Experts: Concerns over Gaza op prosecutions justified
Israeli legal officials say international lawsuits may indeed ensue Operation Cast Lead. 'Every Israeli involved in the fighting is subject to prosecution anywhere in the world,' warns top litigator. 'We can sue Hamas for rocket fire,' adds former deputy JAG
Top Israeli legal experts said Thursday that the recent concerns suggesting Israeli diplomats and military officials may find themselves facing legal action over the Israeli offensive in Gaza were justified.
Many human rights groups have already announced they would demand top Israeli officials be tried for war crimes in European courts.
Attorney General Menachem Mazuz said recently that Israel was preparing for a slew of international lawsuits following Operation Cast Lead; and Jerusalem has even issued a travel advisory for top IDF officials, urging them to refrain from visiting several European countries.
"If (Foreign Minister Tzipi) Livni wishes, I can recommend several good lawyers in Belgium," said attorney Avigdor Feldman Thursday. "The fighting in Gaza was too reminiscent of Bosnia. People there were tried for shooting at civilians, schools and UN facilities after that, so the concerns are justified."
Every Israeli involved in the Gaza campaign, he added, is subject to prosecution anywhere in the world. "There is no immunity in cases of war crimes and I personally know of elements in London that are gathering every possible evidence in order to build such cases.
"The law is on (the prosecutors') side. I would highly recommend any soldier or officer contemplating going to the UK to reconsider."
The Rules of War, he explained, are anchored by international law: "There are several countries which can have one arrested and tried for war crimes. We are not talking about places like Iran and Syria, but about countries with proper courts. If Livni knew civilians were targeted she should stand trial.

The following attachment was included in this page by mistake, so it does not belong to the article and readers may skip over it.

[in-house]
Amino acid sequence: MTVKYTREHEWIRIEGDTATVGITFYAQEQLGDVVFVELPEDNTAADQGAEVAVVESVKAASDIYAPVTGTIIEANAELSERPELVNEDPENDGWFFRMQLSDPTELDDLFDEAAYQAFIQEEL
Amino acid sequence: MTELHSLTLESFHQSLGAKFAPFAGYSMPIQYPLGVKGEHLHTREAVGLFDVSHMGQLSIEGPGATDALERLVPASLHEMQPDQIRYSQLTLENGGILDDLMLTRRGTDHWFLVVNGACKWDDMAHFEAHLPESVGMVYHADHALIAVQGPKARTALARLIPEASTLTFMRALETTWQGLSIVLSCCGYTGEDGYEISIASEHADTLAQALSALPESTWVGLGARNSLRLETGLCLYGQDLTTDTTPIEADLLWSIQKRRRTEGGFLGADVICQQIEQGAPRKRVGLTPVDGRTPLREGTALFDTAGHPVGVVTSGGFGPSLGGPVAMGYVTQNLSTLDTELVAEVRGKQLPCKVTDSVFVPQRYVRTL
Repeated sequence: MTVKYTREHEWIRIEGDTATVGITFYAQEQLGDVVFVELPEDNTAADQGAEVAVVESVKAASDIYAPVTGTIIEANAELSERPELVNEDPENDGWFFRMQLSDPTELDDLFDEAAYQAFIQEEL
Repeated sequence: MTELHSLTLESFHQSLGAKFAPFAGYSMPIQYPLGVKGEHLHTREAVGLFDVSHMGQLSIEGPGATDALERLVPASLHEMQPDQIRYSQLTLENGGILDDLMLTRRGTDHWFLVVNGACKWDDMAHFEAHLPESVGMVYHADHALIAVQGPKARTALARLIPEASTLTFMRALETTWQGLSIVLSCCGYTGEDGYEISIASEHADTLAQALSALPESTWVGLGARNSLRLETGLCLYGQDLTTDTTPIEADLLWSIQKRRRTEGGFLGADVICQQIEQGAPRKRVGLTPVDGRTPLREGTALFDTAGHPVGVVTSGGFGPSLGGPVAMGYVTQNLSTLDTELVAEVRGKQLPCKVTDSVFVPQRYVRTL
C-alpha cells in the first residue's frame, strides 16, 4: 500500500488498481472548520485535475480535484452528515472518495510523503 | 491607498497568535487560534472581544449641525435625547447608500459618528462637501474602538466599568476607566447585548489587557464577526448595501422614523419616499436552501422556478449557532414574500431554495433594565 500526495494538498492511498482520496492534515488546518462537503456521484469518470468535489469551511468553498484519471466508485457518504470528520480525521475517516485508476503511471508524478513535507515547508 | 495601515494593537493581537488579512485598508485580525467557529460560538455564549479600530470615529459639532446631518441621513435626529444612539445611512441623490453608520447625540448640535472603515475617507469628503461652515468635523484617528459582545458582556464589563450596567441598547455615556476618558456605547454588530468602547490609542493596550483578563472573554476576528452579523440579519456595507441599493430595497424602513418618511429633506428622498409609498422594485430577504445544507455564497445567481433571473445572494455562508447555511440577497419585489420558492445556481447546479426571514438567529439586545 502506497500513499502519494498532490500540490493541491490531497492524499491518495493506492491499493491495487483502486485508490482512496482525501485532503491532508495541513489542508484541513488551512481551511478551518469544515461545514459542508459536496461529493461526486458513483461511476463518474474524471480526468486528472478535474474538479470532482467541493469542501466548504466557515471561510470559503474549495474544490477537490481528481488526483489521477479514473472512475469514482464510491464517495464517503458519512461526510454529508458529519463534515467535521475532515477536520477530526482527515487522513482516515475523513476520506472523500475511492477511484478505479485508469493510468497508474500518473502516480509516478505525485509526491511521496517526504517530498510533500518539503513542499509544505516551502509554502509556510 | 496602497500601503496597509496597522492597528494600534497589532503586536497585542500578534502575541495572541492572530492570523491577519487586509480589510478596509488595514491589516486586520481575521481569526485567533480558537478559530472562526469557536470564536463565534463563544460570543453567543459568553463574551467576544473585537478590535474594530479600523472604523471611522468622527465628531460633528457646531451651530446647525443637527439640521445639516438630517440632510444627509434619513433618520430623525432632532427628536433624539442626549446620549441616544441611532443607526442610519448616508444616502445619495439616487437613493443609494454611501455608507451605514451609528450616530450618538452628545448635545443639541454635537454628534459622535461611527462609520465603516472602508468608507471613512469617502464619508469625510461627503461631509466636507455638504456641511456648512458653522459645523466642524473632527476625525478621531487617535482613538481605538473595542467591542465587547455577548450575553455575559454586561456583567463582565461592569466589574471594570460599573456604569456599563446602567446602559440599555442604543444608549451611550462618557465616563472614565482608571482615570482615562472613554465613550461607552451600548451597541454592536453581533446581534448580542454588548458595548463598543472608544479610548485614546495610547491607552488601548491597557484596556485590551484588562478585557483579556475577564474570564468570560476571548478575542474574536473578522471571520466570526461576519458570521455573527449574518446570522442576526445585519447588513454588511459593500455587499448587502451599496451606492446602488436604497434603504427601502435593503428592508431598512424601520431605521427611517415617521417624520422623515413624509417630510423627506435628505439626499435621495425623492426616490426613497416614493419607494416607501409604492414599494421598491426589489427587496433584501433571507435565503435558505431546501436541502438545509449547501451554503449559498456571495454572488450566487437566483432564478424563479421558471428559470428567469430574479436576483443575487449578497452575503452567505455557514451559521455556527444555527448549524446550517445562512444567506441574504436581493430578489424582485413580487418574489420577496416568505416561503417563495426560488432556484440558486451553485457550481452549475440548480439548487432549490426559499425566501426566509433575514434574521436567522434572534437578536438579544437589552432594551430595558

"Israel… cannot do as it pleases simply because the Judge Advocate General decided it wouldn’t be looking into the deaths of civilians."
'Criminals belong in jail'Attorney Michael Sefarad, who specialized in international law, said that we must remember that the entire mechanism of the International Court of Justice (ICJ) in The Hague was put in place after World War II and the Holocaust, at the Jewish people's demand.
"The notion that some acts cannot be committed even in a time of war and that war criminals cannot find refuge anywhere is of the utmost importance, and this mechanism can be used against Israel as well."
Sefarad believes that Israel grossly violated international law during the Gaza campaign, maybe even to the extant of committing war crimes: "The hope is that we will be the ones to seek out those responsible and bring them to justice. If that is not done, then an international organization should do it, otherwise the atrocities will continue."
As for any damage to Israel's international standing in case top officials are tried, Sefarad remained unfazed: "If our officers committed crimes they should be where criminals should be. Should a president be given immunity against rape charges just because of his title? Should a finance minister not go to jail for stealing? It may be less than desirable to investigate a defense minister, but if he is a war criminal, he belongs in jail.
"As a citizen of Israel, I would like to see the State prosecute its war criminals," he concluded. "But if Israel refuses to prosecute, or even investigate such cases, then someone lese has to do it."
Former JAG Deputy Colonel (Res.) Ilan Katz disagrees. Katz believed The Hague's role has long been used to serve political interests: "Some countries allow individuals to lobby for the prosecution of people suspected of war crimes; and Palestinian and extreme-Left groups have been making use of that against the State of Israel."
Hamas, he added, is exploiting international law just as it did the civilian population in Gaza. "I cannot imagine any country will actually try to have Israel's foreign minister arrested; but I do think it is high time we use the same gears to prosecute the heads of Hamas for eight years of rocket fire on Sderot."
Attorney Talia Sasson, formally of the State Prosecutor's Office, is more concerned about the actual image of an Israeli official standing trail at The Hague. "It saddens me that we even got to a point where we face such perils."
Israel, she added, must understand its limits: "Our restraint must derive from our own moral code. We don’t need anyone in the world to tell us where to draw the line. It is our duty to know the difference between right and wrong and know how much force we can exert.
"Everyone agrees we have the right to defend ourselves, the question remains how much force you use… we have to consider the international community's opinion. We can't keep burying our head in the sand."